Guildford a go-go... again…

The alarm goes off at six thirty, but I’m already awake, staring at the darkened ceiling and wondering why I went daft on the red wine last night. I knew I’d have to get up long before the crack of dawn to catch the flight to Heathrow. It’s a bit like eating a PotNoodle when you’re other half’s away somewhere and you’re left to fend for yourself: a bit of the old self flagellation, a brief slice of self-inflicted suffering that’s regretted pretty much on mouthful one. After all, you could be eating steak and chips, couldn’t you?

Outside it’s blowing a gale: long, cold shoves of wind that rattle the trees and make the telephone lines howl and writhe. The drive in to town isn’t much better either, Fiona’s scabrous, filthy old Renault Clio lurching about on the tarmac as we struggle along behind a tractor the size of our house. The alarming wobble calms to a gentle rock as we become embroiled in the traffic jam that leads from Swailend all the way into Dyce. A mile-long ribbon of bleary red tail lights, inching forward, stopping, then inching forward again. Like penitent monks, Pot Noodling themselves on the way to the holy land.

According to the woman on the other end of the phone at half six this morning, the first flight out was cancelled, so everyone from that one is now going to be stuck on the same one as me: this means more people on the flight and less chance of getting a good seat. But then, there’s nothing I like better than sitting crammed between a huge sweaty business man with halitosis and a BO-riddled, acne-quilted toss-pot with what sounds like a hefty dose of TB. Must get there early or even the nasty seats will be gone and I’ll be forced to fly down to London in the toilets – I’m too big to fit in an overhead locker. We’re not quite late for the plane, even though the traffic is appalling and I manage to get that holy of holies: a window seat with no one sitting next to me. The flight’s a lot emptier than I would have thought, maybe everyone else woke up this morning, took one look out the window and said, “Sod this for a game of soldiers, I’m back off to bed.” If only I was that wise…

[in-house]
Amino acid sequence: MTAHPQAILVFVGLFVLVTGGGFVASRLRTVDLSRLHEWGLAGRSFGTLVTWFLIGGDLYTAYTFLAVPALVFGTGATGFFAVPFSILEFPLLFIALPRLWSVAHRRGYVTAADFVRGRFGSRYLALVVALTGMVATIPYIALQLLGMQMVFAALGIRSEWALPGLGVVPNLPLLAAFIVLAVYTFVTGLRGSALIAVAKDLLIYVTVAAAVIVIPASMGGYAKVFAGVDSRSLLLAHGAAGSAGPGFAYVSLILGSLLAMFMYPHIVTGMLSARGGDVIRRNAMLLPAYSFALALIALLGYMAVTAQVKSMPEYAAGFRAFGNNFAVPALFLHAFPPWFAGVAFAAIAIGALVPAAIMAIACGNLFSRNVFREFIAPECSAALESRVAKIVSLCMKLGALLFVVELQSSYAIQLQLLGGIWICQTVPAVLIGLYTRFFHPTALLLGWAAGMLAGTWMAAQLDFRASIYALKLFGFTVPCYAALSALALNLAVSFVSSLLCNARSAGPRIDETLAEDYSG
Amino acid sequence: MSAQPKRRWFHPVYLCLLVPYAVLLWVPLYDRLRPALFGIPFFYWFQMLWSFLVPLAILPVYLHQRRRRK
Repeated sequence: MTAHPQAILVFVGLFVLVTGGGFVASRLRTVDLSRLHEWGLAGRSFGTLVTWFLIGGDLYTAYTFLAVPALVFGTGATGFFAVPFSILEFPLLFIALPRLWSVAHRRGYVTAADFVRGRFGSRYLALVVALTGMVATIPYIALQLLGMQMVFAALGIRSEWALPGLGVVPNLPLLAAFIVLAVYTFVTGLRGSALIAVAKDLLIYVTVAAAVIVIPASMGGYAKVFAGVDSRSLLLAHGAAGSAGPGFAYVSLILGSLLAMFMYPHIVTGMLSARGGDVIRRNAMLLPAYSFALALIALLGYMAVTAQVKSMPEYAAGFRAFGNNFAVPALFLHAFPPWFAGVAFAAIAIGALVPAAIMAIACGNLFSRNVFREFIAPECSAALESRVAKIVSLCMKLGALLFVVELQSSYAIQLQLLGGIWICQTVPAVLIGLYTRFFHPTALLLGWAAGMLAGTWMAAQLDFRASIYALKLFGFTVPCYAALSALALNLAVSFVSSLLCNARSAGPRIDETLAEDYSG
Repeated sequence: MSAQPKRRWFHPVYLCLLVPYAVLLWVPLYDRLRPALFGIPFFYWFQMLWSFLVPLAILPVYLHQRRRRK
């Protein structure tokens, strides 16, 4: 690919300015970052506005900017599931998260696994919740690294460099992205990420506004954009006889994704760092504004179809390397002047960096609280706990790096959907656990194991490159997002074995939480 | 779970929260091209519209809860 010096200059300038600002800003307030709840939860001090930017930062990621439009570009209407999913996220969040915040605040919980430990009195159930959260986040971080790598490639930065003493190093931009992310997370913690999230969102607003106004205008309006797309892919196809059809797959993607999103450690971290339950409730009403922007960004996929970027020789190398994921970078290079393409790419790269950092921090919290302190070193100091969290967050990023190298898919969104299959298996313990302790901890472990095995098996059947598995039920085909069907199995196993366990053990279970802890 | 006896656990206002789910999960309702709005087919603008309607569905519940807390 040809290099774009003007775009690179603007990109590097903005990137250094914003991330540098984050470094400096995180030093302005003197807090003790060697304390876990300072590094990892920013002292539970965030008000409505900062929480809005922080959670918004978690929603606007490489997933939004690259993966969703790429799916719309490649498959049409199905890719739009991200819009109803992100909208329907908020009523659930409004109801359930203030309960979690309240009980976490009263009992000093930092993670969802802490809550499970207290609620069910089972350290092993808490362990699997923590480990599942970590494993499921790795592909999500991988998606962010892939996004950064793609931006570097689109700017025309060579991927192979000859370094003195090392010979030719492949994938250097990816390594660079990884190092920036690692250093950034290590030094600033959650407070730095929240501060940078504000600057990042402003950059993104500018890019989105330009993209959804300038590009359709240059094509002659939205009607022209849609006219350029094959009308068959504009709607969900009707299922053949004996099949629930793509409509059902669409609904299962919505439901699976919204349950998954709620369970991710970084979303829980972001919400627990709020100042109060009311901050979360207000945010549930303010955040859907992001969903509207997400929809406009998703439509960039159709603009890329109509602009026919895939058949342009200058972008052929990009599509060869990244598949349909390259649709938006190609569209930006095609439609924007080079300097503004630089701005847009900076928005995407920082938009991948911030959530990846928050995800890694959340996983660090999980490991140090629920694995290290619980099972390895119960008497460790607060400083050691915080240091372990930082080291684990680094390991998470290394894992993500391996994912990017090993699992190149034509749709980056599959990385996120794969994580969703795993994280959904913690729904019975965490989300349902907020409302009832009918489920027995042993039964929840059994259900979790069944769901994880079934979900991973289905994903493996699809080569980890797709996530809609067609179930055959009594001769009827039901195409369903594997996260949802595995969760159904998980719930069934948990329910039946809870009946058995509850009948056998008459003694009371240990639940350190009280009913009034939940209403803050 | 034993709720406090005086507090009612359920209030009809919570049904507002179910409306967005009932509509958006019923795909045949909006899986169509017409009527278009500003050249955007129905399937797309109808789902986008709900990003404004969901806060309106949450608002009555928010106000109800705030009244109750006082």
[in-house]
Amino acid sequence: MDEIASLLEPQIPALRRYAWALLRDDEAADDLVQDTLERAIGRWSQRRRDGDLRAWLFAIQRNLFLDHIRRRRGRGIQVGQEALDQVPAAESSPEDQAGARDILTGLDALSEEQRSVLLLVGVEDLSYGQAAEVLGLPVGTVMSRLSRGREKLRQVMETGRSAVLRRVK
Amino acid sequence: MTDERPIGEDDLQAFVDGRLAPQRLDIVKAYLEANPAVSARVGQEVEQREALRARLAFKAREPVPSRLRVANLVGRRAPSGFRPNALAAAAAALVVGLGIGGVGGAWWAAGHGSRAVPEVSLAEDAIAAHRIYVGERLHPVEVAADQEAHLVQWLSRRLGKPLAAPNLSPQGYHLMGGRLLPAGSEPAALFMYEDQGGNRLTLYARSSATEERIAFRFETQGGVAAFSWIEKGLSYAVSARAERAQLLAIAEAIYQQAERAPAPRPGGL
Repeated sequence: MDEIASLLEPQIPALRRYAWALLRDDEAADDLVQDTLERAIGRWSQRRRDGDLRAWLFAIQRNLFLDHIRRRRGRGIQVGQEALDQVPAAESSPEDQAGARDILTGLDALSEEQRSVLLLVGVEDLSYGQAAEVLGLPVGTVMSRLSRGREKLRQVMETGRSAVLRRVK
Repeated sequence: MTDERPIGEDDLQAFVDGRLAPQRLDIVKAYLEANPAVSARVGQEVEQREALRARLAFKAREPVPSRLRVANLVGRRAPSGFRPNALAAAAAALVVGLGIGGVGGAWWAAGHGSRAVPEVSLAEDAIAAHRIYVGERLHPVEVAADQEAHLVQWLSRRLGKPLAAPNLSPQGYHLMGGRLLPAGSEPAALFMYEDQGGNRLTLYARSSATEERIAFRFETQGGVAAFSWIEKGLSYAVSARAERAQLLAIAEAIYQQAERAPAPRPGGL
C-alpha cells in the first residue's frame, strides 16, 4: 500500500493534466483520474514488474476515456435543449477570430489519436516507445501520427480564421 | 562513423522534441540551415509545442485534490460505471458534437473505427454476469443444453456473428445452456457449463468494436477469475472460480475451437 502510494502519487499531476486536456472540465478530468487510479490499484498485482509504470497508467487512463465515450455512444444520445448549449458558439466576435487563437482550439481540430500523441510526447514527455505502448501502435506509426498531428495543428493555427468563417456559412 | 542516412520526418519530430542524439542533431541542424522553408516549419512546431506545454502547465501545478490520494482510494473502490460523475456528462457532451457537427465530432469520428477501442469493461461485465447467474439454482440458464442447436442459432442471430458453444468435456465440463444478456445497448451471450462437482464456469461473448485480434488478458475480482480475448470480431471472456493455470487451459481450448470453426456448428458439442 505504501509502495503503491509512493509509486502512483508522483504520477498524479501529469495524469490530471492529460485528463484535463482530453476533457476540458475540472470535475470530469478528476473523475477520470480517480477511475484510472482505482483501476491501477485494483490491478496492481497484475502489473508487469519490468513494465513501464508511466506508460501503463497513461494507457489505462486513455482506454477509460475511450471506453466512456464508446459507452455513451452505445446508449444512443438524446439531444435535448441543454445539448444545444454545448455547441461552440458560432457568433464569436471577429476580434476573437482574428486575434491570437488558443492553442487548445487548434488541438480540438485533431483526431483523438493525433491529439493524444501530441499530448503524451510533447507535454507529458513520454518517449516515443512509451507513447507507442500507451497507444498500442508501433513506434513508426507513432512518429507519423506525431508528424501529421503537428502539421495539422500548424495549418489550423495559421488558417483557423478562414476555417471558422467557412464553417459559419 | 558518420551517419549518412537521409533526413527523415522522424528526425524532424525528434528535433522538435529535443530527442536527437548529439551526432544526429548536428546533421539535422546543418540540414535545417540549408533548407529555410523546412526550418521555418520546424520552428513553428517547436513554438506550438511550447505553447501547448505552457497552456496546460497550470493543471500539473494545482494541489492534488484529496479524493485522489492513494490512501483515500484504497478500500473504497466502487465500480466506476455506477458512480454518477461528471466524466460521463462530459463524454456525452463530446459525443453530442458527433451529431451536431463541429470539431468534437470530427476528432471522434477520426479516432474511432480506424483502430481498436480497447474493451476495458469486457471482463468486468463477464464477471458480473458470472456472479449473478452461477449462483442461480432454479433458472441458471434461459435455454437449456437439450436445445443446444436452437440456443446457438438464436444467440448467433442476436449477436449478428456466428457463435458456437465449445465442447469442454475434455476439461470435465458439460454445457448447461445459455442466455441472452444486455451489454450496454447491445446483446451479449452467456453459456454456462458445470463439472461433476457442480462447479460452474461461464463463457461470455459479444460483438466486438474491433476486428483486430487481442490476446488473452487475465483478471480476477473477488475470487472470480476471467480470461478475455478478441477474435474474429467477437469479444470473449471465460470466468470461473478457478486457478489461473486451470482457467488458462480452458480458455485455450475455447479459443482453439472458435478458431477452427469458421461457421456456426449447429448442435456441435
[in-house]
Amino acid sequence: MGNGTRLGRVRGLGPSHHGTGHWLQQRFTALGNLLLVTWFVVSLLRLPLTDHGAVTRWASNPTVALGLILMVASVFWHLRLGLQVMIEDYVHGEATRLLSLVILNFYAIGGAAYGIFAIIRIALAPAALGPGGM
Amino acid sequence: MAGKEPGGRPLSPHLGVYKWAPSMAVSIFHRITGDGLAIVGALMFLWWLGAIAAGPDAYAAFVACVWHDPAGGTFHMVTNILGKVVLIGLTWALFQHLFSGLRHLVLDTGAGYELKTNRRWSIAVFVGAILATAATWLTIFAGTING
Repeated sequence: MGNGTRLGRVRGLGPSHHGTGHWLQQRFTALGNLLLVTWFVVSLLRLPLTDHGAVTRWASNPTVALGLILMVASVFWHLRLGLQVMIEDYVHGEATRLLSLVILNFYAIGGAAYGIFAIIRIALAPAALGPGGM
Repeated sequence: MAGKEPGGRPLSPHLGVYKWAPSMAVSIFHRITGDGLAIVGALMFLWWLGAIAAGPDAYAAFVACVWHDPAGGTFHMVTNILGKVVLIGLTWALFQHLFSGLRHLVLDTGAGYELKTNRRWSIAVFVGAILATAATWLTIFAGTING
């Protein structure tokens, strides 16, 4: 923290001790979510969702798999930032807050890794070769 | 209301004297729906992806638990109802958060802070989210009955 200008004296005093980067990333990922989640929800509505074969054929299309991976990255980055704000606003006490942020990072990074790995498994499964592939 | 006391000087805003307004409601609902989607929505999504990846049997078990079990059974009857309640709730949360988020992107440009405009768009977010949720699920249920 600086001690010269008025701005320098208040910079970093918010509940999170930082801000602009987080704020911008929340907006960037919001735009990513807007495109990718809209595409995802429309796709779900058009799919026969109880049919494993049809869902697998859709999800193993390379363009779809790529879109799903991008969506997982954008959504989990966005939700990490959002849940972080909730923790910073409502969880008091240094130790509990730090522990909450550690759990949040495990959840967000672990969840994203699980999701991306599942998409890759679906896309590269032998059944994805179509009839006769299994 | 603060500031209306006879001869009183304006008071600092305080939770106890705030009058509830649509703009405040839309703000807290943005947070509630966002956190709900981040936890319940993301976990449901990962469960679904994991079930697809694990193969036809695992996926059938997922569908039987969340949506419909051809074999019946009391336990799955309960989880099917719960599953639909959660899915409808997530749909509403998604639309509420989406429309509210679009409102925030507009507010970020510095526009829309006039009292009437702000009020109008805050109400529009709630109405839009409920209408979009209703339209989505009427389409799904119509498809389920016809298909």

There’s something about flying from Aberdeen to Heathrow that just screams DELAY. So we sit in our little seats, trying not to sniff the smells emanating from our fellow passengers, looking out the tiny portholes at the wind-battered runway. Who would have thought thin air could be so destructive? According to the bastard on the radio this morning, lorries have been blown off bridges in Scotland: it’s been that bad. Hundred mile an hour gusts of wind. And the man sitting two rows forward seems to be suffering from the same condition if the ‘unusual’ odours emanating from his seat are anything to go by.

Strangely enough, when we do finally get into the air, the plane clambers its way into the sky over Middlefield, Kingswells, then Westhill, I’ve lived in all three places, but can’t find any of my former homes as we climb. Which I find faintly depressing. I’d like to have said, “hey, me: I can see your house from up here!” Instead Westhill disappears behind scuttling clouds and I contemplate another breakfast in economy class. Today’s offering is masquerading under the pseudonym ‘ham and cheese panini’, but looks more like a slice of toasted mattress filled with phlegm. But probably doesn’t taste as nice. I eat it anyway, having missed breakfast at home in the rush to get into that funky, early morning traffic jam. Another Pot Noodle for the soul.

More lumpy air. The landscape below is painted with a soft golden light, shadows flickering across amber fields and snow-dusted mountains, while the plane bounces around like a politician’s spotty arse in a brothel. And that’s when I realise that there’s a dead Daddy-Long-Legs in my window, trapped forever between the outer glass and the inner plastic. How the hell did it get in there? It’s not like you can open the damn things to let in a bit of air. But I keep my secret, desiccated insect to myself: no one else has one and I don’t want to start a riot.

It’s not until I get off the plane in Heathrow that I see someone else has made a better showing of the flight than I have: a pair of upended airline-sized bottles of red wine, suckled dry of their contents. Now that’s the way to travel: drunk.

Maybe on the way back.